Today, 350Africa.org is launching the second in a series of powerful research reports to present the case for divestment from fossil fuels and to highlight that this is not just an environmental issue but a political, economic and moral one as well. The divestment movement is growing globally, with over 450 institutions, pension funds, universities and faith-based organisations having committed to divest, including the World Council of Churches.
Divestment is not new to South Africa. It was a central component of the anti-apartheid sanctions campaign and proved to be a hugely important tactic against the apartheid regime and those that supported it.
Divestment was directed against apartheid was significant for two reasons. First, to highlight the individual and collective moral imperative to oppose apartheid itself and second, to expose the apartheid system as inherently unsustainable and destructive to the majority of the people and the country. As such, the divestment movement empowered ordinary citizens and individuals around the world to voice their opposition to an oppressive and unjust system, to place economic and social pressure on those who invested in it, and to become involved in a bigger movement for change.
The same thing can now be said of the fossil fuel divestment movement. Its motivations are strikingly parallel: a moral imperative to act against those who profit from exploitation and societal destruction; and to mobilise climate justice fighters across the world to take individual and collective action.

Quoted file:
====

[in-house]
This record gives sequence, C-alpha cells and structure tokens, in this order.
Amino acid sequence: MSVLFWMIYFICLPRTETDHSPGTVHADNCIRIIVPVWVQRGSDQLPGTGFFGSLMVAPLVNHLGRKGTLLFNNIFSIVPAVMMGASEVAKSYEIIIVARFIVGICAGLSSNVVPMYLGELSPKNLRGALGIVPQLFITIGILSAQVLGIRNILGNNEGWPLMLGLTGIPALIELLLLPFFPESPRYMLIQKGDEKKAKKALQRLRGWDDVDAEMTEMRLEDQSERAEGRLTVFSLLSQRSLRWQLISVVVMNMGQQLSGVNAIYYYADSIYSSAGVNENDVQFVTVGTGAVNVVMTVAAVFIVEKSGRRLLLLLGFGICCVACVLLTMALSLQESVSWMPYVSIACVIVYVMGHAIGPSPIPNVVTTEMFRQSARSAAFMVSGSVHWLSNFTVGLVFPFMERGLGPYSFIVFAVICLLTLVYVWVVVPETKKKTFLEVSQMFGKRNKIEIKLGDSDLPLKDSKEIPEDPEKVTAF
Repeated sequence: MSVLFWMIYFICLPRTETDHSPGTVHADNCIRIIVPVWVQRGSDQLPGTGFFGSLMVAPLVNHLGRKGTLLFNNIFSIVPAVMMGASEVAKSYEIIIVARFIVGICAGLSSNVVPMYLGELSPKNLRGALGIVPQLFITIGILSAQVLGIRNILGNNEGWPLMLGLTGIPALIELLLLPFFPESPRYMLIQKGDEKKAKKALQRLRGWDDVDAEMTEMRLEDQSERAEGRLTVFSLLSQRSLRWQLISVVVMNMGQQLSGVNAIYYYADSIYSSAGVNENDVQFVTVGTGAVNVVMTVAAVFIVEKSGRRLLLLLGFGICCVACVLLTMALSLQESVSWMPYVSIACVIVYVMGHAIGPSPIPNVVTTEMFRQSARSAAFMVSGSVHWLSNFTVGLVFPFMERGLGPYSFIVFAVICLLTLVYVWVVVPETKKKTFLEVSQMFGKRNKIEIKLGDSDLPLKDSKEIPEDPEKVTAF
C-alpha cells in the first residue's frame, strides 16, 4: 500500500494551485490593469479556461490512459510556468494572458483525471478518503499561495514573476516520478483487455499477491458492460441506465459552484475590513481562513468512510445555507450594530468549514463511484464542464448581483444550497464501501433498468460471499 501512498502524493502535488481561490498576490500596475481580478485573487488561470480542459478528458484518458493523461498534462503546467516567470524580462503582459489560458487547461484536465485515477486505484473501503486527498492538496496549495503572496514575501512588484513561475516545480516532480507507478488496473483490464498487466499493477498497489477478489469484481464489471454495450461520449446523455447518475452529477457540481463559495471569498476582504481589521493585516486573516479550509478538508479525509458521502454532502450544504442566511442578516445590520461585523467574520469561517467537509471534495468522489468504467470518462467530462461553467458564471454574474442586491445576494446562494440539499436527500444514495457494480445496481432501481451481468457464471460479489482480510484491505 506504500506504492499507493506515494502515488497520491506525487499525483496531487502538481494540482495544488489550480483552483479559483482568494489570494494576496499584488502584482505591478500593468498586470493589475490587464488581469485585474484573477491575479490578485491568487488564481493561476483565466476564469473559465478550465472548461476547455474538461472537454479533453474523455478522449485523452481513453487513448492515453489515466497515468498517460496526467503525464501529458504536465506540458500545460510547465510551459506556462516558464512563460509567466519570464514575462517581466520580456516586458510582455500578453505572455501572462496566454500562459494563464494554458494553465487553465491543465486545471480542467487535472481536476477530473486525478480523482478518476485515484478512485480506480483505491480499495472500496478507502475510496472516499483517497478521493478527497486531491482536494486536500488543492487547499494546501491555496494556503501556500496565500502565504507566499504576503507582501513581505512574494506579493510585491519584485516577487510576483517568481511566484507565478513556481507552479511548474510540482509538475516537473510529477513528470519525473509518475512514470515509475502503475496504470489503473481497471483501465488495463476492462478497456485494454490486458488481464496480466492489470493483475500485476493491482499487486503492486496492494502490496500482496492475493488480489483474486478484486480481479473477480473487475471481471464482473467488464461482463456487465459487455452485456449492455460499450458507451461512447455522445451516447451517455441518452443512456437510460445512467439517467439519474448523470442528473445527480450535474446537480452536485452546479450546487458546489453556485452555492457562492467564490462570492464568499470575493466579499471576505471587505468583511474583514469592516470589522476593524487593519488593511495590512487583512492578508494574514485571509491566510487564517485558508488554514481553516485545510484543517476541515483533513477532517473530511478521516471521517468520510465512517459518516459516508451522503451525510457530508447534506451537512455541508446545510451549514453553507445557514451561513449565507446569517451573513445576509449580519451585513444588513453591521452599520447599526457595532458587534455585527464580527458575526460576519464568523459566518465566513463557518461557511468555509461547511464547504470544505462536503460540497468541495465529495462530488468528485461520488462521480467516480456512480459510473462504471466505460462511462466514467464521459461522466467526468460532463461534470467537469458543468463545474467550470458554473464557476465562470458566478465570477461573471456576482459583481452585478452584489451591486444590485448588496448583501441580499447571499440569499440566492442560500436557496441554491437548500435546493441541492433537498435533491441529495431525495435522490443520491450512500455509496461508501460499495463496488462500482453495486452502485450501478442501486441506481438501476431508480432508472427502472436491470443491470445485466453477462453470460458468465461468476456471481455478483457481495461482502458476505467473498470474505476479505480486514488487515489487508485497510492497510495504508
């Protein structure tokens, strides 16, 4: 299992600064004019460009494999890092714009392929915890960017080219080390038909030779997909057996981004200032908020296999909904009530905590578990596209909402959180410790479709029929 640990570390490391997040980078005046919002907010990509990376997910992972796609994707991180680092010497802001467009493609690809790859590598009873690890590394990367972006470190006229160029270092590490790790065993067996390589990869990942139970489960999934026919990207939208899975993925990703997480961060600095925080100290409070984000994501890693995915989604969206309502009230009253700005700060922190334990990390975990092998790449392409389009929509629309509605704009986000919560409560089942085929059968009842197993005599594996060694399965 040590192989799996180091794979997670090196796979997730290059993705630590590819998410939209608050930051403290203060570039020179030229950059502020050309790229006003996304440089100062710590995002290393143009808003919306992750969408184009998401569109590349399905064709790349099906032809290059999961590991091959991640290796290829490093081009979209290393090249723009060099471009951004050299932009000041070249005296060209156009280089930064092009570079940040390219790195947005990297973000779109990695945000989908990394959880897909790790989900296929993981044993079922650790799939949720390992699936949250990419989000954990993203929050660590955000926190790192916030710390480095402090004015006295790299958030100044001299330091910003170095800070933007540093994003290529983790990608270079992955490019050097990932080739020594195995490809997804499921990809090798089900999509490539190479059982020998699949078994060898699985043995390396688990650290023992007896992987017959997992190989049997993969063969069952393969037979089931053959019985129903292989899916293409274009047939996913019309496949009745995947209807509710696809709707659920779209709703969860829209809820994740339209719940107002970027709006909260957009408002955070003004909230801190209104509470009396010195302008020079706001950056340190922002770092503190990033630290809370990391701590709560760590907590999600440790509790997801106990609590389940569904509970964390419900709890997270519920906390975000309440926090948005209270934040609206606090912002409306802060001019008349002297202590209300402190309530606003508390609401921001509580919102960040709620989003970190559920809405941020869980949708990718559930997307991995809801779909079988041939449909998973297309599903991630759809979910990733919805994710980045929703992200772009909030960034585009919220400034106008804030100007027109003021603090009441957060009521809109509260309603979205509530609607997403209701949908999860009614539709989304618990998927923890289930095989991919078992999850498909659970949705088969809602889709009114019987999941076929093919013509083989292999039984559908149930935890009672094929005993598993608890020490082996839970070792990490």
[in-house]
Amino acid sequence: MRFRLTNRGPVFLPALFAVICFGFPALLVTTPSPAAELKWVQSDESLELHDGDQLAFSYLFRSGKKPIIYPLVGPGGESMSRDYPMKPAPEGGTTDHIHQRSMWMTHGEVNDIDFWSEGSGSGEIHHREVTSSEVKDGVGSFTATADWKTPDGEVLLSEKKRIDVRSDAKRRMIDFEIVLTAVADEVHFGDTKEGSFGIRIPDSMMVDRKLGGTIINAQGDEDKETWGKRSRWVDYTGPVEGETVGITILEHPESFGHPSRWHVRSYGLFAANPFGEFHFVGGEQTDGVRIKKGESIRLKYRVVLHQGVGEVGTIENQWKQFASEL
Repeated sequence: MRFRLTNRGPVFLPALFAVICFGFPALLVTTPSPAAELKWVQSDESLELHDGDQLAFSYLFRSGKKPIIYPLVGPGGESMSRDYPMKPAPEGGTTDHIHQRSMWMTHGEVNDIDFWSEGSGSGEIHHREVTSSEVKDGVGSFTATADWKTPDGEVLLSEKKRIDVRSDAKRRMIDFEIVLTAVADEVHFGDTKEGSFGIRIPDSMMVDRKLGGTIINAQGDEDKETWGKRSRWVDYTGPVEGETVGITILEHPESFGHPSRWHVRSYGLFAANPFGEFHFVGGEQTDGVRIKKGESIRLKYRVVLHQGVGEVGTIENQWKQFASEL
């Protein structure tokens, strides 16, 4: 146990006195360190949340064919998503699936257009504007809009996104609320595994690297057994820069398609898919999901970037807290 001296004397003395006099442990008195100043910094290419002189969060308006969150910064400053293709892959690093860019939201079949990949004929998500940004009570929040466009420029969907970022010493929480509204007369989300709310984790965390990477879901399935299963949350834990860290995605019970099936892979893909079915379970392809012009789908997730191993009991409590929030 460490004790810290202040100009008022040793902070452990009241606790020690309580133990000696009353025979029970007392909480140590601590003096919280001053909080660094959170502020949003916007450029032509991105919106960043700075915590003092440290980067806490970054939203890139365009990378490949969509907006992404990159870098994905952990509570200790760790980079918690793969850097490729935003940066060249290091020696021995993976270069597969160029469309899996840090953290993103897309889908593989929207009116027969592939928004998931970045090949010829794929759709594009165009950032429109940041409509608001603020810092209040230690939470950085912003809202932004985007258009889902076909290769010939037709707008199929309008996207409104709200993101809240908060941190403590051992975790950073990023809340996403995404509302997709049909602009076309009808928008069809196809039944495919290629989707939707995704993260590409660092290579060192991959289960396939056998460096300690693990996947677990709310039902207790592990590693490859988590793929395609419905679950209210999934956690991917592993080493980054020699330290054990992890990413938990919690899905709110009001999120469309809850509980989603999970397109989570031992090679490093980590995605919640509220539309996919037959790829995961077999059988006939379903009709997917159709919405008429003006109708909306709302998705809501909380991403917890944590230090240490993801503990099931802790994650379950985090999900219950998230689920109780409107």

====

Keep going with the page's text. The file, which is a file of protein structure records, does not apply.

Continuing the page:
The climate change crisis is one of the biggest challenges of our time. We are increasingly experiencing devastating floods, drought and rising temperatures, which are felt through (amongst other things) water shortages, food price hikes and increasing numbers of climate migrants. Crucially for those who live in Africa and the Arab world, the science and material reality consistently shows that the effects of climate change are hitting this part of our world the hardest.
The fossil fuel divestment movement stands for a just transition away from dirty and harmful fossil fuel energy. In particular, 350Africa.org is calling on banks in South Africa to disclose exactly how much they invest in coal, oil and gas and commit to stop any future funding of fossil fuel projects. These banks claim that they practice corporate sustainability and are proud to speak of how green they are with zero emissions operations yet at the same time they invest billions of Rand in fossil-fuel refineries, mines and power-stations across Africa.
Fossil fuels are fast becoming developmental dinosaurs. Our future is in clean, renewable sources of energy but we must act now!
Archbishop Desmond Tutu was one of the highest profile supporters of the anti-apartheid divestment movement and today he has once again come to the fore in support of the global fossil fuel divestment movement. He has stated that the destruction of the earth’s environment is the human rights challenge of our time and that “people of conscience need to break their ties with corporations financing the injustice of climate change,”
Now is the time for action! The divestment movement of the 21st century gives each one of us an opportunity to make a difference and become climate fighters for developmental justice. Join us!
(And click here to read the report on how we can develop South Africa with renewable energy after we’ve ditched all the fossil fuel investments.)